The Seduction of the ‘Born Alone’ Myth
Many of us have heard the expression that ‘we are born alone and we die alone'; many of us have nodded our heads at the wisdom of it, feeling that contains a truth. It seems to speak to a basic and recognisable part of our existence, and yet it is also fundamentally and obviously wrong. How can we refute the ‘born alone' myth?
We know we aren't born alone…
The part of the quote that is fundamentally wrong is the part about being born alone; all of us were born at the time we left our mother's body. Further, the first nine months of our life, the most formative part of our existence, were not alone. We spent this time enclosed within another person's body in a deeply symbiotic relationship. No matter what our experiences were since then, we were certainly not born alone.
… but for some people it feels it
And yet for many people the expression ‘we are born alone and we die alone' seems to fit their experience. There is no doubt that many people on this world live lives that are lonely, isolated and seemingly empty of meaningful human contact. Lives like this can be demoralising and heartbreaking for the people living them, and small wonder – there is much evidence to suggest that the natural state for a human is to be is in close relationship with other humans.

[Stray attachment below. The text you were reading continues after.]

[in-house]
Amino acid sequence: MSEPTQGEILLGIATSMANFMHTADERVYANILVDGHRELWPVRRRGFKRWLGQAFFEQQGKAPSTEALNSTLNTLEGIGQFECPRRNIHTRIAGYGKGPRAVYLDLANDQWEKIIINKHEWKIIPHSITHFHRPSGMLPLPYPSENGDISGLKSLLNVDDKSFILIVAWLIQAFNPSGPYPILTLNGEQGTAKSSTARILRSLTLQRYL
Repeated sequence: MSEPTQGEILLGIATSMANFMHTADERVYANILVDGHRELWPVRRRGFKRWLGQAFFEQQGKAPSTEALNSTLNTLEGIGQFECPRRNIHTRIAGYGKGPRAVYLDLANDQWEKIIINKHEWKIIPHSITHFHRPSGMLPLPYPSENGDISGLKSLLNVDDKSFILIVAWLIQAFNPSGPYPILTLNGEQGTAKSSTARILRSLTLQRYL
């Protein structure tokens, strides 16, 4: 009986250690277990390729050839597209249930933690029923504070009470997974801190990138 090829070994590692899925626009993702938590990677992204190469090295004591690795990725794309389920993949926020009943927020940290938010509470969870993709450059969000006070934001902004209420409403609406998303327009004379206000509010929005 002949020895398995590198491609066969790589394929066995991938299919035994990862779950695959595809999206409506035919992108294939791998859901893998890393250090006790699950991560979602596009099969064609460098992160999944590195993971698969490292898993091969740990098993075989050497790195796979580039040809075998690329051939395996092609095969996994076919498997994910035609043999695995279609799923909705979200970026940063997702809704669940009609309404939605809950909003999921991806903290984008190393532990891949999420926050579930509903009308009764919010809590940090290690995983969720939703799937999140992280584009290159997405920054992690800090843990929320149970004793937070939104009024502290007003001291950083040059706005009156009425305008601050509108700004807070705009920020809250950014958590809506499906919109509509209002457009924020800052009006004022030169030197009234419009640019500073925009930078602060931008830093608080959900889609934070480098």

The temptation to give up
If we feel this, and we have tried to do something about it but have not had any success, it can be tempting to give up or to try to work it out for ourselves. If our relationships haven't been successful sometimes we think if we read enough books about them or if we see it enough television shows about them then we will understand relationships. This can often be a dead-end path – there is no substitute for a relationship than to be in one
Understanding and working it out
This is one of the reasons that psychotherapy and psychotherapeutic relationships have appeal for people. Within a psychotherapeutic relationship, you can work towards trying to understand about what it is that keeps you from having successful relationships with other people.
Psychotherapy is uniquely situated to be able to help with this because often uses the psychotherapeutic relationship itself as a stand-in for other relationships. This is quite an unconscious process for the client; they find themselves naturally relating to their therapist in similar ways to the way they relate to other people. Far from being a problem, this can be a turning point in the psychotherapy as it allows the actual dynamic to be seen at close hand, to be understood and to be worked through without criticism, shame or judgement.
Tell me what you think in the comments.
– Tim Hill
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